Saturday, February 17, 2007

Critical Mass, Tipping Points, and Other Social Science Theories

While thinking long and hard about our three to five readers of this blog and why others don’t visit this site (putting aside the pedestrian nature of the writing) or why so few respond to any of the posts, mine or others’, I kept recalling two terms I came across a few years ago in The New Humanities Reader, (Houghton Mifflin, 2003) in an article called “The Power of Context—Bernie Goetz and the Rise and Fall of New York City Crime.” This article was in the text for freshman writing students at Rutgers University but was actually a chapter from a book by Malcolm Gladwell called The Tipping Point: How Little Things Can Make a Big Difference (Little, Brown, 2000). In epidemiology, “tipping point” is used to describe that instant when a virus reaches critical mass and becomes an epidemic. Gladwell wondered if the same principle could apply to ideas that could spread through a culture in the same way that a disease could. We might think of a critical mass in a classroom or a faculty or department as that number of people that it takes to allow a reasonable exchange of ideas.

Perhaps you were lucky once to have a small class but then one day, a number of students were absent and the rest of the students, as well as you, perhaps, wondered “whether we are going to do any real work today” and perhaps all of you acted differently because the class dynamics had changed. You no longer had that critical mass that was necessary to conduct business, at least in the eyes of many involved. This summer, I had only two students in an advanced business writing class that met partly on-line and partly in class. We discovered that with only two students and me, it was hard to keep the threaded discussions running that were built into the curriculum. We lacked a critical mass.

So I’d been wondering for weeks about whether we had a critical mass at this blog site and what it would take to reach a tipping point where many more people would flock to the site and a fair percentage would post a response. How could I create an epidemic? How could I bring about big change? I went back to the article and I reviewed some of the other principles that Gladwell used.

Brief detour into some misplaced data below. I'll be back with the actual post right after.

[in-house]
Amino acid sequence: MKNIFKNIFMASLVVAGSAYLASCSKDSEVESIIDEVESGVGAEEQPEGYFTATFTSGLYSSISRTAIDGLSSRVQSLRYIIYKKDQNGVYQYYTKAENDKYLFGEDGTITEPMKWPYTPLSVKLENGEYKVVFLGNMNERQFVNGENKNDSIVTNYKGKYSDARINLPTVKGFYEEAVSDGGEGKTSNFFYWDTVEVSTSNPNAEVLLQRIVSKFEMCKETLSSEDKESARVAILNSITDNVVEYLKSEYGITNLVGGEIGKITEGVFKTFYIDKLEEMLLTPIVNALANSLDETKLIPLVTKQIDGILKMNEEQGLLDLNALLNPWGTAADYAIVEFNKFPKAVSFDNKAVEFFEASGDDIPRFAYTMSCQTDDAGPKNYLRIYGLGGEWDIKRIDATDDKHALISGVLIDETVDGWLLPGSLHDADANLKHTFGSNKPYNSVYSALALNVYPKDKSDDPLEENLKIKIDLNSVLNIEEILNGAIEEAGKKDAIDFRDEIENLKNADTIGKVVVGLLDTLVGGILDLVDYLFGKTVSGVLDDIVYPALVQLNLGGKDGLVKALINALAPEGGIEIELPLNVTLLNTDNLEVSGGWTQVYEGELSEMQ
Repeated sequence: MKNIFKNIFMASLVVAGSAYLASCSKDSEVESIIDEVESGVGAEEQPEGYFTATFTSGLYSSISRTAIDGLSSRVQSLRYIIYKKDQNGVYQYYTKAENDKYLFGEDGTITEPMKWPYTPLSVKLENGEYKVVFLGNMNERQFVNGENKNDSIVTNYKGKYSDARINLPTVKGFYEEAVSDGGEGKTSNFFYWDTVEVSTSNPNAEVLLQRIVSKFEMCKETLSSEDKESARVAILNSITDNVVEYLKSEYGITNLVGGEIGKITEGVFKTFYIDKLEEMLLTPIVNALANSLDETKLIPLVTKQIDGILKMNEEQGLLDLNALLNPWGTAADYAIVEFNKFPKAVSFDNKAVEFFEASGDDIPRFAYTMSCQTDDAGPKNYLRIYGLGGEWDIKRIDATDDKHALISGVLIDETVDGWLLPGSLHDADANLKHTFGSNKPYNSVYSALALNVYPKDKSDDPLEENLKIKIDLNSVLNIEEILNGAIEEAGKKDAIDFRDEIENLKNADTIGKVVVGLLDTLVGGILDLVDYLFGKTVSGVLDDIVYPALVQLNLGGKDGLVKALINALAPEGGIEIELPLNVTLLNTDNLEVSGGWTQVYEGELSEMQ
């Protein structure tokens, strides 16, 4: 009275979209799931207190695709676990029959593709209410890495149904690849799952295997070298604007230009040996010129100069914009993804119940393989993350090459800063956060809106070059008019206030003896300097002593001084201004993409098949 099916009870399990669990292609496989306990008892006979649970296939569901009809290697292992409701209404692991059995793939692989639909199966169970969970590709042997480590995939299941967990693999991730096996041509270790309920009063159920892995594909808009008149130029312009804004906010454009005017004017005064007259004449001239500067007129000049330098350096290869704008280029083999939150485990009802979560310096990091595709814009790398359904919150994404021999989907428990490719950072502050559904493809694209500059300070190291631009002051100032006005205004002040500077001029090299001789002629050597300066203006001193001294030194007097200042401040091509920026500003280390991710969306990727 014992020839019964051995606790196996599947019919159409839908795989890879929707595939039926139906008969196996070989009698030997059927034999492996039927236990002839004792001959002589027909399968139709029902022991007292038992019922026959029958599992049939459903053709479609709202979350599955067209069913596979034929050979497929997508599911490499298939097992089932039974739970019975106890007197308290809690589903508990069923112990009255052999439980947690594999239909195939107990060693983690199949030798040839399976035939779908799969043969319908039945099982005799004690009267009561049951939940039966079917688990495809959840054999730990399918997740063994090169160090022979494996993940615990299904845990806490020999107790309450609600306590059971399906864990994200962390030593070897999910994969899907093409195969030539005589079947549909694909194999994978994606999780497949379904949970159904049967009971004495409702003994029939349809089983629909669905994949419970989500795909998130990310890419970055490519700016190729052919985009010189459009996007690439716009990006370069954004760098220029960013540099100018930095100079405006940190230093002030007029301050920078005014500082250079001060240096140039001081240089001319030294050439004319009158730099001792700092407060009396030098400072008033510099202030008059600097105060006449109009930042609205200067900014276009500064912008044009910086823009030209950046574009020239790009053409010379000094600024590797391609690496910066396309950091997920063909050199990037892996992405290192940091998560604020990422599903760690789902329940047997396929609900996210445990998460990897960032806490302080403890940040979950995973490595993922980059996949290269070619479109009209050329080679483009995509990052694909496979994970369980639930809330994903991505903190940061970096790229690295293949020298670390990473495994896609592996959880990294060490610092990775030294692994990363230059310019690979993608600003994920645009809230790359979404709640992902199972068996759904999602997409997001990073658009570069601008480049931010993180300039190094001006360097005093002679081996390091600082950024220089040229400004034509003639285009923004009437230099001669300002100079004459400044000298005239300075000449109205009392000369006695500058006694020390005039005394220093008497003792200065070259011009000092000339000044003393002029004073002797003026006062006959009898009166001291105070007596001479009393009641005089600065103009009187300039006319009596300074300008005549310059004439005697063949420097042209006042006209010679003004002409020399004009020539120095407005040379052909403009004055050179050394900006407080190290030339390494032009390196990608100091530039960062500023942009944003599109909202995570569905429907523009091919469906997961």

Gladwell’s chapter presented an incident on a NY City subway train in 1984 when Bernard Goetz shot four young black men who were being rowdy on his train and eventually harassed him for money. Goetz was easily acquitted of the charges the first time, even being called the “Subway Vigilante” for standing up to these kids who typified the perceived troubles that NYC residents faced both below ground and above. Some would argue that Goetz was emotionally and psychologically predisposed to this kind of violent action because of the way he was raised.

Gladwell points out how horrible the subways were in those days with their dim lights, lack of transit police, steaming hot trains or freezing cold cars in the winter, an inability to stop people from fare-beating, the presence of muggers and drug dealers, and many other declining conditions. The Transit Authority brought in David Gunn to right all of the wrongs and told him to fix the big problems. Gunn, however, was familiar with the “Broken Windows” theory that holds that if there are broken windows in a building, the longer they remain, they also become an invitation for others to break more windows. The theory is that such visible destruction is a clear sign of chaos and lack of law and order. Others often not inclined to break a law will do so more easily when there is nobody running the ship. Gunn used the broken windows theory and decided to begin with the graffiti which was an outward sign that chaos ruled the subways. The TA enacted a vigorous campaign to take out of commission all cars that had graffiti painted on them. Since the culprits were kids and it took them three evenings to first paint the outside or the car white, then draw the outline the next night and finally fill in their designs on the third night, the TA had crews that would paint over (or scrub off) this paint the next day, leading these kids to break down in tears when they kept getting thwarted. Soon, the graffiti stopped appearing both on the trains and on the subway walls.